Google is another massive company of the STEM era which is now employing interdisciplinary teams to find new ways of understanding what they are doing at the human interface. They often look for the “X Factor” in their employees, and find that art and design training can provide an edge.
The iPod, for example, wasn’t necessarily the first or the best MP3 player. What Apple did was think about how people listen to music and how they engage with a personal music player in order to come up with a compelling and easy to use device. Their marriage of art and design and technology has created objects of desire that connect with a human need for tactility, beauty and even sensuousness.
When you add in the instant, global connectivity of digital communication and imaging tools, the creative and collaborative possibilities are virtually limitless. At UNSW, for example, we have been developing very sophisticated visualisation technology over a number of years, including a 360 degree immersive cinema. Our iCinema (the result of strategic research collaboration between engineering, science, art and design) can be used to train people in mine rescue, to recreate historical worlds, to engage audiences with interactive animations or to make immersive art, outcomes previously beyond our imaginations. Likewise, a new creative robotics lab is investigating what it means to put robots into human contexts; a future no longer confined to science fiction.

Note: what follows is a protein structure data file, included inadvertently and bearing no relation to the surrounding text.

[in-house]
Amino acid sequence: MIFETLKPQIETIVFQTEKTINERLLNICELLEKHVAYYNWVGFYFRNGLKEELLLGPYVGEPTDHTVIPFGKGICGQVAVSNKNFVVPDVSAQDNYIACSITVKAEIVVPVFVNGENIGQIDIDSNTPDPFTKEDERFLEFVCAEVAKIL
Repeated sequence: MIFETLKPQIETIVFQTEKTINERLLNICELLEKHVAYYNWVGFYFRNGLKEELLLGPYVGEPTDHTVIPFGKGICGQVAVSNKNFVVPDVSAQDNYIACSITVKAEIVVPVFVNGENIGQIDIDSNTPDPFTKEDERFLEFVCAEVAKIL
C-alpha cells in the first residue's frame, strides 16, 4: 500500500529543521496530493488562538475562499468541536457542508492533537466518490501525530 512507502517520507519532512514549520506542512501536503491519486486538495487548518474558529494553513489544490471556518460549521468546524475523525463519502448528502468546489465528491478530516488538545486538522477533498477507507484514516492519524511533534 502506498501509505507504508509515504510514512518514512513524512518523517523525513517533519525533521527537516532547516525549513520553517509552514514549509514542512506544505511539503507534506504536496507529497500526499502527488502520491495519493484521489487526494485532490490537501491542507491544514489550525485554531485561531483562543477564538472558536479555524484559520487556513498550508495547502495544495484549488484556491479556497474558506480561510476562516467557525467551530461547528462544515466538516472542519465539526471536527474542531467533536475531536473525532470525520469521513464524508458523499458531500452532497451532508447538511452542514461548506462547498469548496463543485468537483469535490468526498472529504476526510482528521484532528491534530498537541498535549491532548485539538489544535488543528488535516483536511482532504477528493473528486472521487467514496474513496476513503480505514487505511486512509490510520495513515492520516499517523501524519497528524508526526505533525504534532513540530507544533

It was less than 20 years ago that the first International Symposium on Electronic Art was held, at a time when digital electronic art was something of a novelty. It is a measure of the pace of change that digital electronic art today is ubiquitous, seeping into every corner of our daily lives. Sydney is hosting the next international event in June (ISEA2013), alongside Vivid Sydney, best known for using the extraordinary advances in lighting technology to turn the sail of the opera house into a massive night time canvas.